USF professor and students produce book highlighting work of Blue Jacket

October 4, 2022

FORT WAYNE, Ind.—Dr. Monica Heller remains amazed at the dedication and work her University of Saint Francis students (now alumnae) Tyra Grischke and Twyla Herron poured into the book, “Second Chances Earned.”

Heller, USF associate professor of psychology, knew of her students’ gung-ho attitudes toward highlighting the work of Blue Jacket, Inc. But they astounded her with months of devotion to the project after they were no longer earning a grade for their work.

“It’s a testament to these students and the hearts they have,” Heller said. “They earned special project course credit in the fall of 2021, but we were nowhere near finished with the book. As with any project, to do it justice took a lot more time than I envisioned. They stayed on board and continued voluntarily for another seven months to see it through to publication.”

“Second Chances Earned,” published in August and credited to Heller, Grischke and Herron, features first-person stories about people whose lives were changed by being graduates of the Career Academy at Blue Jacket. Blue Jacket provides training and opportunities to anyone with a barrier who is striving to earn gainful employment.

The paperback book is available for $10 through Monica Heller at [email protected] or by contacting Blue Jacket. Proceeds go to Blue Jacket’s mission.

Heller found inspiration after reading a book, “Fifty Sandwiches: Humanize the Homeless,” by Justin Wilder Doering.

“We wanted to bring awareness to the mission of Blue Jacket, giving people a second chance at living fulfilled, productive lives,” Heller said. “We want to build awareness in the community of the great work and opportunities that Blue Jacket offers, and bring awareness to the various people out there who are deserving of our respect.”

Blue Jacket Executive Director Anthony “Tony” Hudson and his wife, Angela, are USF alumni. Tony Hudson’s USF connection—and the organization’s mission—fit perfectly with Heller’s vision to do something for a local organization that is making a difference for people in the community.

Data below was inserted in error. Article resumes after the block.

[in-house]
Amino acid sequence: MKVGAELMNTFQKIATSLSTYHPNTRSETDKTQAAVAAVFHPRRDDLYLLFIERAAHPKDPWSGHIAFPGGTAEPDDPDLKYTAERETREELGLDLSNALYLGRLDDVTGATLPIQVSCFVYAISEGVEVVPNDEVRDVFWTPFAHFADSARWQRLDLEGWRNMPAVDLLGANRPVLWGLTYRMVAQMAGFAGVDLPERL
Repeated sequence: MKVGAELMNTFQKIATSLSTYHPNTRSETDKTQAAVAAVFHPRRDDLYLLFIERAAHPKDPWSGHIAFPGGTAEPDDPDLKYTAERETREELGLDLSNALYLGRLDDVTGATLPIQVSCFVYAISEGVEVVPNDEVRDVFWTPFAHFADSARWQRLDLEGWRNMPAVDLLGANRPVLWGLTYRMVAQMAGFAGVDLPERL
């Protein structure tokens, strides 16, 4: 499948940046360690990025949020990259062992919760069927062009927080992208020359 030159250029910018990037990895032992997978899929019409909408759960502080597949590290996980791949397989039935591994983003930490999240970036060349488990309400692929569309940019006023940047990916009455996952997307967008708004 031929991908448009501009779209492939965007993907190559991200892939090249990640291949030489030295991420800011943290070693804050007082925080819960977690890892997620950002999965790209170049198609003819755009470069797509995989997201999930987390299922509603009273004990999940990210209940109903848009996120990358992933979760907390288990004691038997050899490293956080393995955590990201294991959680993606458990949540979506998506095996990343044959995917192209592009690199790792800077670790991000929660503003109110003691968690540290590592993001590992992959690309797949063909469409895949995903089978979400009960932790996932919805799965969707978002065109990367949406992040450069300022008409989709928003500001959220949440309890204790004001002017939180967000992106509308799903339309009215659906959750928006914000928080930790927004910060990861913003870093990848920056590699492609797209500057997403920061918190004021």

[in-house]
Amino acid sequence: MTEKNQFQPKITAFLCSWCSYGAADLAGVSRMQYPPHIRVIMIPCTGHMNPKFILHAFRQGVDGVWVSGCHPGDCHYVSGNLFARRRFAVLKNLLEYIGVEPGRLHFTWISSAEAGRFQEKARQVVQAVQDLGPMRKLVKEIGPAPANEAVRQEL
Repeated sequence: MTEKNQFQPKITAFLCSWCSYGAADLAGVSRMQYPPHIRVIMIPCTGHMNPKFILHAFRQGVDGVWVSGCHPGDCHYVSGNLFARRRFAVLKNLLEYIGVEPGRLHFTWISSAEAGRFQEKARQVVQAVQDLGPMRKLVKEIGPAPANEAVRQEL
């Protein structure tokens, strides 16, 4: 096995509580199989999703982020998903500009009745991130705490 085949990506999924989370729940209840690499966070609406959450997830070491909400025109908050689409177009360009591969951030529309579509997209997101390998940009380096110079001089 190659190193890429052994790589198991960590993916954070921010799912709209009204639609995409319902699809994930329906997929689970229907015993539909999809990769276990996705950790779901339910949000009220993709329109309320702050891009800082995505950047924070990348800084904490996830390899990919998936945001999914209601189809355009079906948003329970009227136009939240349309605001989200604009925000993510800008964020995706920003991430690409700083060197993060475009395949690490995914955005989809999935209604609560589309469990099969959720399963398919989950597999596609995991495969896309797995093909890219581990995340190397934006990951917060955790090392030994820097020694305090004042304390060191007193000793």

“I approached Tony about the idea, and he was all on board,” Heller said. “Tyra and Twyla just soared. They really did. They just took off with it. What I envisioned in my mind, they surpassed.”

“I was floored by the professionalism Dr. Heller and her students had in interviewing our clients and treating them with the utmost care,” Hudson said. “In shining a light on an uglier past that our clients may have been through, they had to be delicate with words and imagery to articulate this. They did so incredibly, with honor and respect for those individuals who have done well for themselves.”

Grischke conducted interviews of the Blue Jacket participants and turned those interviews into first-person narratives. Herron took all the photographs and created the art design throughout the book. Both students graduated with degrees last May. Grischke is in medical school and Herron works at Sweetwater, as well as freelancing as a photographer.

“I learned so much from this experience, not only about my community but about myself and what it takes to pull off a project like this,” Herron said. “It was an amazing experience to interview all the clients and hear their stories. I felt very honored that they trusted us to put their words out in the public and share their experience with life and how Blue Jacket influenced them.”

Grischke, too, was stuck by how the experience left a lasting impression.

“I could never have imagined how much I would learn from those I interviewed,” Grischke said. “Every story was so unique, but they all demonstrated more resiliency than I knew was possible. I just hope others read the book and become inspired to give everyone a second chance.”

The project further strengthened the connection between USF and Blue Jacket, particularly with those involved in the project. Hudson praised Heller, Grischke and Herron for demonstrating the university’s commitment to Franciscan values with the project.

“I’m proud to be an alumnus and see how the students and faculty continue to carry out this ministry to the Fort Wayne community,” Hudson said.

Founded in 1890 in the Catholic Franciscan tradition, the University of Saint Francis offers more than 60 undergraduate, graduate and doctoral programs through the College of Health Sciences and the College of Arts, Sciences and Business. In addition to its traditional programs, USF designs focused curricula for working adults in Fort Wayne, Crown Point and online. USF Downtown houses the music technology and graduate health sciences programs while offering enhanced internship and networking opportunities for students. The University of Saint Francis, recognized as an NAIA Five-Star Champion of Character institution, has 18 athletic programs boasting two individual and four team NAIA national championships. Approximately 2,200 students from a broad geographic region attend USF.